OCZ has been at the forefront of each generation of SandForce SSD release since the debut of the SF-1500 based Vertex Limited Edition. More recently the Vertex 3 was the first client SSD to use SandForce's SF-2281 controller. Many of you have written me asking if the Vertex 3 is worth the additional cost over the Vertex 2. Given that you can pick up a 120GB Vertex 2 for $210 ($180 after rebate), and a 120GB Vertex 3 will set you back $300 flat it's tough to recommend the latter despite the performance improvements. If you don't have a 6Gbps platform (e.g. Intel 6-series, AMD 8-series) the Vertex 2 vs. Vertex 3 decision is a little easier to make, otherwise the newer, faster Vertex 3 is quite tempting.

There's another issue holding users back from the Vertex 3: capacity. The Vertex 3 is available in 120, 240 and 480GB versions, there is no 60GB model. If you're on a budget or like to plan frequent but rational upgrades, the Vertex 3 can be a tough sell.

Enter the Agility 3, OCZ's mainstream SF-2281 drive.

Architecturally the Agility 3 is identical to the Vertex 3. You get the same controller running similar firmware, and as a result post similar peak performance stats (note the use of the word peak):

OCZ SF-2200 Lineup
Specs (6Gbps) Agility 3 Agility 3 120GB Vertex 3 120GB Agility 3 240GB Vertex 3 240GB Vertex 3 480GB
Raw NAND Capacity 64GB 128GB 128GB 256GB 256GB 512GB
Spare Area ~6.3% ~12.7% ~12.7% ~12.7% ~12.7% ~12.7%
User Capacity 55.8GB 111.8GB 111.8GB 223.5GB 223.5GB 447.0GB
RAISE No Yes Yes Yes Yes Yes
Number of NAND Devices 8 16 16 16 16 16
Number of die per Device 1 1 1 2 2 4
NAND Type ONFI 1.0 ONFI 1.0 ONFI 2.0 ONFI 1.0 ONFI 2.0 ONFI 2.0
Max Read Up to 525 MB/s Up to 525 MB/s Up to 550MB/s Up to 525 MB/s Up to 550MB/s Up to 530MB/s
Max Write Up to 475 MB/s Up to 500 MB/s Up to 500MB/s Up to 500 MB/s Up to 520MB/s Up to 450MB/s
4KB Random Read 10K IOPS 20K IOPS 20K IOPS 35K IOPS 40K IOPS 50K IOPS
4KB Random Write 50K IOPS 50K IOPS 60K IOPS 45K IOPS 60K IOPS 40K IOPS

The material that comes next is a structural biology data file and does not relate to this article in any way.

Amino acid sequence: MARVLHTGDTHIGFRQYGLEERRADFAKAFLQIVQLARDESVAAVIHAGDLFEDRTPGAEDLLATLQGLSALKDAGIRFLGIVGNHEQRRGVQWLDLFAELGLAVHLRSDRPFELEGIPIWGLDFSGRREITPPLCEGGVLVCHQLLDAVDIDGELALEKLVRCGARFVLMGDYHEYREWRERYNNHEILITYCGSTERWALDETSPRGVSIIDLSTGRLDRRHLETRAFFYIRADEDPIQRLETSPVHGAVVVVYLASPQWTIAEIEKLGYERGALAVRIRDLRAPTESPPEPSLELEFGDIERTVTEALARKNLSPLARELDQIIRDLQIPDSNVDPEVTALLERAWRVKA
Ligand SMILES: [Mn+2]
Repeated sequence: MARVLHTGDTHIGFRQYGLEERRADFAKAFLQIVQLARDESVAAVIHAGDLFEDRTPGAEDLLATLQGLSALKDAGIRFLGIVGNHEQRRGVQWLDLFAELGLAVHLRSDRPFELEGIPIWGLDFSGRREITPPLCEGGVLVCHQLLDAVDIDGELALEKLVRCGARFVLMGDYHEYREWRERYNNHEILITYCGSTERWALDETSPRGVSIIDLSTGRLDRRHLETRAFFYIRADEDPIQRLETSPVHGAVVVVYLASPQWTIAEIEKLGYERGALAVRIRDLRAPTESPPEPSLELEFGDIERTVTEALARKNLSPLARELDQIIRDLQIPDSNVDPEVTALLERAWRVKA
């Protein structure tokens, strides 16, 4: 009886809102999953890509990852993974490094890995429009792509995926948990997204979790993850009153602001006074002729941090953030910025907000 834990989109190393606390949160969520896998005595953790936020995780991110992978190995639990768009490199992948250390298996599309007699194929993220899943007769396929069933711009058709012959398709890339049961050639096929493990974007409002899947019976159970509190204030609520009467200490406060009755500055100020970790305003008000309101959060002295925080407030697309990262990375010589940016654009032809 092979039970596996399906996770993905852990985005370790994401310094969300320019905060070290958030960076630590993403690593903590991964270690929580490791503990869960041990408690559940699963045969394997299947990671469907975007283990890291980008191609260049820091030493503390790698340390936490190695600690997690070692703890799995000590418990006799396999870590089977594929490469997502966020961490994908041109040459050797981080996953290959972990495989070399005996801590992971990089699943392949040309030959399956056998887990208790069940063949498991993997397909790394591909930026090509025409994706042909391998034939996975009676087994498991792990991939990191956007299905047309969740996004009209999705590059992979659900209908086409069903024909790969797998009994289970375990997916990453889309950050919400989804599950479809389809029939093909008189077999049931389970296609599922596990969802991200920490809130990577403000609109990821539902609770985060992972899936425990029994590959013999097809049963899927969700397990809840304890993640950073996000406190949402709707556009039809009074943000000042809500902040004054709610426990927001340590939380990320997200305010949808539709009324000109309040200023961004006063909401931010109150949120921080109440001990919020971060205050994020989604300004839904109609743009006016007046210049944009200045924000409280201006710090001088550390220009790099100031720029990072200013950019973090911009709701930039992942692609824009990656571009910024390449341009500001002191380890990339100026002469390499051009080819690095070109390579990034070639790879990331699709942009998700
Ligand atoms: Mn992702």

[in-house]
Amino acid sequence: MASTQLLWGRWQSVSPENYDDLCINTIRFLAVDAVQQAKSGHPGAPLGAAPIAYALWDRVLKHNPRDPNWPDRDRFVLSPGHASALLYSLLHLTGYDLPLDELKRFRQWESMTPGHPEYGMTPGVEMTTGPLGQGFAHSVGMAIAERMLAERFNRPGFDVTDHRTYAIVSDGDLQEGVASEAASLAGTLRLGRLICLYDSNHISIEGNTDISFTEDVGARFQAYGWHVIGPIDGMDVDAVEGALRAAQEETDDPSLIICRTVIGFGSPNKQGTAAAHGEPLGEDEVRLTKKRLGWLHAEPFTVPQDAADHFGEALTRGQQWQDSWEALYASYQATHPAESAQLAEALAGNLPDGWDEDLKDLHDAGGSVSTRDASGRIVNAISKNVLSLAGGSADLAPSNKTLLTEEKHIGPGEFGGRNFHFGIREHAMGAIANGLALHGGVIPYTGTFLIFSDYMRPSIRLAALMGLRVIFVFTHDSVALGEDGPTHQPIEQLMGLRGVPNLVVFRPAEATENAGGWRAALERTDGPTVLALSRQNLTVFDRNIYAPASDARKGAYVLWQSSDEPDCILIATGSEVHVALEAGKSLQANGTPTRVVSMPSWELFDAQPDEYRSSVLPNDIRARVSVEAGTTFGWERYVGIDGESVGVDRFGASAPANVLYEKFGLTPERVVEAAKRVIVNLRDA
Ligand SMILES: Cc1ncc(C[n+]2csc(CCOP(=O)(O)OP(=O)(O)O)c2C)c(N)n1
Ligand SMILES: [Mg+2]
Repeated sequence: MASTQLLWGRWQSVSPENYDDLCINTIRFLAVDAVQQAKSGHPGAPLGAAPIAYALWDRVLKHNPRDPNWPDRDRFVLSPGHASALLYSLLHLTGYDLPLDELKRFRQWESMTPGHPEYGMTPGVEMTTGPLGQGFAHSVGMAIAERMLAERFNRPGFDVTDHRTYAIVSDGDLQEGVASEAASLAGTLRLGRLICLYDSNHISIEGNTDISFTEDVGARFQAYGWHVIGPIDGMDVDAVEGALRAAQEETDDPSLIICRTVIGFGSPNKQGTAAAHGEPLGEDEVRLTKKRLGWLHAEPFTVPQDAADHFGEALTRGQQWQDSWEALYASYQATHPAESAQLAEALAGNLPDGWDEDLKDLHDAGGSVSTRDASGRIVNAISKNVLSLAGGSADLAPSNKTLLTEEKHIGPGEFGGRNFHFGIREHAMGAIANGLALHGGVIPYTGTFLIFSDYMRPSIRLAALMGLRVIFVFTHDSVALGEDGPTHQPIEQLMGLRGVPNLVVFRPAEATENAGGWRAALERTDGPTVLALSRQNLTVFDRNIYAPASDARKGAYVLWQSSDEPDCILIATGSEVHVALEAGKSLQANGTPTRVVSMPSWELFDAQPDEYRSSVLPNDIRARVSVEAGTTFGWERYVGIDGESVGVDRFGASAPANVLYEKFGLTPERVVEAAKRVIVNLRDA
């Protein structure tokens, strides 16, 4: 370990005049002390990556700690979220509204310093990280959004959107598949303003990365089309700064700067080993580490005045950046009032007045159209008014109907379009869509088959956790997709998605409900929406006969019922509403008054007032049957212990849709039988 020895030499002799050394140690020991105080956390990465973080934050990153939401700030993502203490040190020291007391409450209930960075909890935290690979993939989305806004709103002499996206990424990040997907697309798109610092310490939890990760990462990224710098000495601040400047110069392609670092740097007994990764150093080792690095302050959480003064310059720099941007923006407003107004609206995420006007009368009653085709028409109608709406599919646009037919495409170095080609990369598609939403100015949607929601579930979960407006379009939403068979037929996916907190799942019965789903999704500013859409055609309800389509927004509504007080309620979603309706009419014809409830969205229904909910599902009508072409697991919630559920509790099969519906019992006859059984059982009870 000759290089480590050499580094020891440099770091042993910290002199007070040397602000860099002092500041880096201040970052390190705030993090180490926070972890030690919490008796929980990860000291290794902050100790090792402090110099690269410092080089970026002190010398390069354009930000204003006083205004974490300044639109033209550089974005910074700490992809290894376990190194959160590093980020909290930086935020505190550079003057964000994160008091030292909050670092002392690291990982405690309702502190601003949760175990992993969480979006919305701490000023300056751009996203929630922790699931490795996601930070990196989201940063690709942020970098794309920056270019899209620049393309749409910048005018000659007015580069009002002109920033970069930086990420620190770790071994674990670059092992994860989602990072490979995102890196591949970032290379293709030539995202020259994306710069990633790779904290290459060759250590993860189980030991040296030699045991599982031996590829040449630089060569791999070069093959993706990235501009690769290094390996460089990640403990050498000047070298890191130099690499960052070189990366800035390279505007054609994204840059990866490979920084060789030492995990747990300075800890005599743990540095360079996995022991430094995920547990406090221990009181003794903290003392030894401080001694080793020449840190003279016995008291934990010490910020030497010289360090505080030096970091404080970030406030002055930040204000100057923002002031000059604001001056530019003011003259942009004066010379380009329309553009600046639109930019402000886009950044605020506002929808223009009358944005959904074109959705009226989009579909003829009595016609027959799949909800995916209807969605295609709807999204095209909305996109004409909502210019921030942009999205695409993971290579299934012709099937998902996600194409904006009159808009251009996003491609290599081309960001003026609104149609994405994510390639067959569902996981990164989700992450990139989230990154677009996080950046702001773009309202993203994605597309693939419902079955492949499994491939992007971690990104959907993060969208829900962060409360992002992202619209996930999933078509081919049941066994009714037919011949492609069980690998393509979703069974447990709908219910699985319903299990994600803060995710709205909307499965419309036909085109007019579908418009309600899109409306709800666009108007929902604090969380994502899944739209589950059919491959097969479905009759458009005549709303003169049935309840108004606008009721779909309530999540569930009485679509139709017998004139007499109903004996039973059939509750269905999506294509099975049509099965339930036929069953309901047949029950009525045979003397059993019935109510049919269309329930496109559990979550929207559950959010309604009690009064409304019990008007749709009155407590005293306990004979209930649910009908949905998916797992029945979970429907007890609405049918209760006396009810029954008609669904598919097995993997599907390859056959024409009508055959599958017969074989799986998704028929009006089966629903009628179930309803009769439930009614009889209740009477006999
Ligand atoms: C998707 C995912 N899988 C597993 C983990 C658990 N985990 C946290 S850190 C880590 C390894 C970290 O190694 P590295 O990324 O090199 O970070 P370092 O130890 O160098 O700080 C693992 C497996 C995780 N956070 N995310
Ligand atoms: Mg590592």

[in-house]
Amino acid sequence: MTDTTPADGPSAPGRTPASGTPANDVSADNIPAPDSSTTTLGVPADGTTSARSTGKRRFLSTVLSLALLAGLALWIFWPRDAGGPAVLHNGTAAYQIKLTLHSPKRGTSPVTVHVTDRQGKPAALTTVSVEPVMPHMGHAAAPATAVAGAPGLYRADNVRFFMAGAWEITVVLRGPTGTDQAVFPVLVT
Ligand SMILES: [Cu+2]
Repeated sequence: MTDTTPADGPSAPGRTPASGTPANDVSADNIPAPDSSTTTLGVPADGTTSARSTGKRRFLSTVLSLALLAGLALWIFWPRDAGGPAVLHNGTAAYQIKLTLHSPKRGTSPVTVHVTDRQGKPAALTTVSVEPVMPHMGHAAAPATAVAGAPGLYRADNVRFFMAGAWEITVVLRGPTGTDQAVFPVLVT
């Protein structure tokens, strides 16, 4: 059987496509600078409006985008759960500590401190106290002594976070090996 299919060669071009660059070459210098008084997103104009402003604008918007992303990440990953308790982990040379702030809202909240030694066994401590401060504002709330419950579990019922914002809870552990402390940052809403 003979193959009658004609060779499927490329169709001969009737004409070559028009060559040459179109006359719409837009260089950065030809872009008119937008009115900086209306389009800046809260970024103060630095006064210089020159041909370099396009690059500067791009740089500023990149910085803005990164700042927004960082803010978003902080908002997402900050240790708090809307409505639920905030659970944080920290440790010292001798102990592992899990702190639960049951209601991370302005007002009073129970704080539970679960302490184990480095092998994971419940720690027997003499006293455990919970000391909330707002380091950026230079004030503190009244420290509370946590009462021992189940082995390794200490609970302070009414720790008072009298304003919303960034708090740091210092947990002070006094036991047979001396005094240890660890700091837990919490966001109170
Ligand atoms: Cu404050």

MSRP $134.99 $229.99 $249.99 $419.99 $499.99 $1799.99
Street Price ? ? $299.99 ? $559.99 $1799.99

OCZ has started publishing both peak and incompressible write performance data, but only on its product sheets. While peak performance isn't affected, incompressible performance is. Using AS-SSD as a benchmark, OCZ claims the Agility 3 is only able to muster about 200MB/s for peak sequential reads/writes on the 240GB drive - that's less than half the score the Vertex 3 gets in AS-SSD's read test. Our benchmarks, as you'll soon see, confirm the deficit.

If it's not the controller causing this, and it's not the firmware - then it's the NAND. The Agility 3 (and Solid 3) both use asynchronous NAND. What does that mean? Let's find out.

Asynchronous NAND: An ONFi History Lesson

It takes 50µs to read 8KB from a 25nm Intel NAND die. That works out to a staggering 156MB/s, from a single NAND die. Even the old 50nm stuff Intel used in the first X25-M could pull 4KB in 50µs or ~78MB/s. The original X25-M had 10 channels of NAND, giving it the ability to push nearly 800MB/s of data. Of course we never saw such speeds, as it's only one thing to read a few KB of data from a NAND array and dump it into a register. It's another thing entirely to transfer that data over an interface to the host controller.

ONFi 1.0 limited NAND performance considerably

Back in 2006 the Open NAND Flash Interface (ONFi) workgroup was formed with the task of defining a standardized interface for NAND Flash. Today, Intel and Micron are the chief supporters of ONFi while Toshiba and Samsung abide by a separate, comparable standard.

As is typically the case, the first standard out of the workgroup featured very limited performance. ONFi 1.0 topped out at 50MB/s, which was clearly the limiting factor in NAND transfer speed (see my example above). The original ONFi spec called for an asynchronous interface, as in one not driven by a clock signal. Most logic these days is synchronous, meaning it operates off of a host clock frequency. Depending on the architecture, all logic within a synchronously clocked system will execute/switch whenever the clock signal goes high, low or both. Asynchronous logic on the other hand looks for a separate signal, similar to a clock, but not widely distributed - more like a simple enable pin. In the asynchronous NAND world this is the role of the RE, WE and CLE (read/write/command-latch enable) signals.